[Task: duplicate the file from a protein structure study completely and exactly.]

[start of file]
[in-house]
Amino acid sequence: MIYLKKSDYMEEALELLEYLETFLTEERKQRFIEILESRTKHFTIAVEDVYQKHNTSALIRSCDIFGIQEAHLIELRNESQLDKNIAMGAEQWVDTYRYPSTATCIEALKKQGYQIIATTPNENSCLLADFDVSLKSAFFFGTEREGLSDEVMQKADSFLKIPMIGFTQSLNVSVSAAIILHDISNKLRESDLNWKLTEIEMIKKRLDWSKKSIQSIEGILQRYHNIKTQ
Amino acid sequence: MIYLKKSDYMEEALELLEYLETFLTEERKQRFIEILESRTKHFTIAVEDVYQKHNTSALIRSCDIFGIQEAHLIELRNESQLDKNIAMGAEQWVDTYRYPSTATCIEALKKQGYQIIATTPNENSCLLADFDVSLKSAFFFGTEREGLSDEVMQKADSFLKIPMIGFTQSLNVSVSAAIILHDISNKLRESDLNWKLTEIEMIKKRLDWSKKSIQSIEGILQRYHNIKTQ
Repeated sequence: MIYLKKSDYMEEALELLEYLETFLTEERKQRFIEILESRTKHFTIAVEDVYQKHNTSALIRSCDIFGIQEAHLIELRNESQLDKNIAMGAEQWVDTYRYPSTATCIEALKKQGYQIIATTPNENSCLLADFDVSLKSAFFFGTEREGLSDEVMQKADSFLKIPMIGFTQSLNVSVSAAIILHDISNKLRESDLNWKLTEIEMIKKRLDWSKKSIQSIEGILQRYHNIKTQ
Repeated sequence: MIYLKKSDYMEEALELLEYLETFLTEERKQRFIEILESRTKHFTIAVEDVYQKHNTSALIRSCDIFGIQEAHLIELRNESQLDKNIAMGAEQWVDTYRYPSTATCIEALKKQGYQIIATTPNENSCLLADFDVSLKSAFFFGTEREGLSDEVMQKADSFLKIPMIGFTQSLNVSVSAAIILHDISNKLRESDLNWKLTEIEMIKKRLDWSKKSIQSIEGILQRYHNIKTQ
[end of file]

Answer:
[in-house]
Amino acid sequence: MIYLKKSDYMEEALELLEYLETFLTEERKQRFIEILESRTKHFTIAVEDVYQKHNTSALIRSCDIFGIQEAHLIELRNESQLDKNIAMGAEQWVDTYRYPSTATCIEALKKQGYQIIATTPNENSCLLADFDVSLKSAFFFGTEREGLSDEVMQKADSFLKIPMIGFTQSLNVSVSAAIILHDISNKLRESDLNWKLTEIEMIKKRLDWSKKSIQSIEGILQRYHNIKTQ
Amino acid sequence: MIYLKKSDYMEEALELLEYLETFLTEERKQRFIEILESRTKHFTIAVEDVYQKHNTSALIRSCDIFGIQEAHLIELRNESQLDKNIAMGAEQWVDTYRYPSTATCIEALKKQGYQIIATTPNENSCLLADFDVSLKSAFFFGTEREGLSDEVMQKADSFLKIPMIGFTQSLNVSVSAAIILHDISNKLRESDLNWKLTEIEMIKKRLDWSKKSIQSIEGILQRYHNIKTQ
Repeated sequence: MIYLKKSDYMEEALELLEYLETFLTEERKQRFIEILESRTKHFTIAVEDVYQKHNTSALIRSCDIFGIQEAHLIELRNESQLDKNIAMGAEQWVDTYRYPSTATCIEALKKQGYQIIATTPNENSCLLADFDVSLKSAFFFGTEREGLSDEVMQKADSFLKIPMIGFTQSLNVSVSAAIILHDISNKLRESDLNWKLTEIEMIKKRLDWSKKSIQSIEGILQRYHNIKTQ
Repeated sequence: MIYLKKSDYMEEALELLEYLETFLTEERKQRFIEILESRTKHFTIAVEDVYQKHNTSALIRSCDIFGIQEAHLIELRNESQLDKNIAMGAEQWVDTYRYPSTATCIEALKKQGYQIIATTPNENSCLLADFDVSLKSAFFFGTEREGLSDEVMQKADSFLKIPMIGFTQSLNVSVSAAIILHDISNKLRESDLNWKLTEIEMIKKRLDWSKKSIQSIEGILQRYHNIKTQ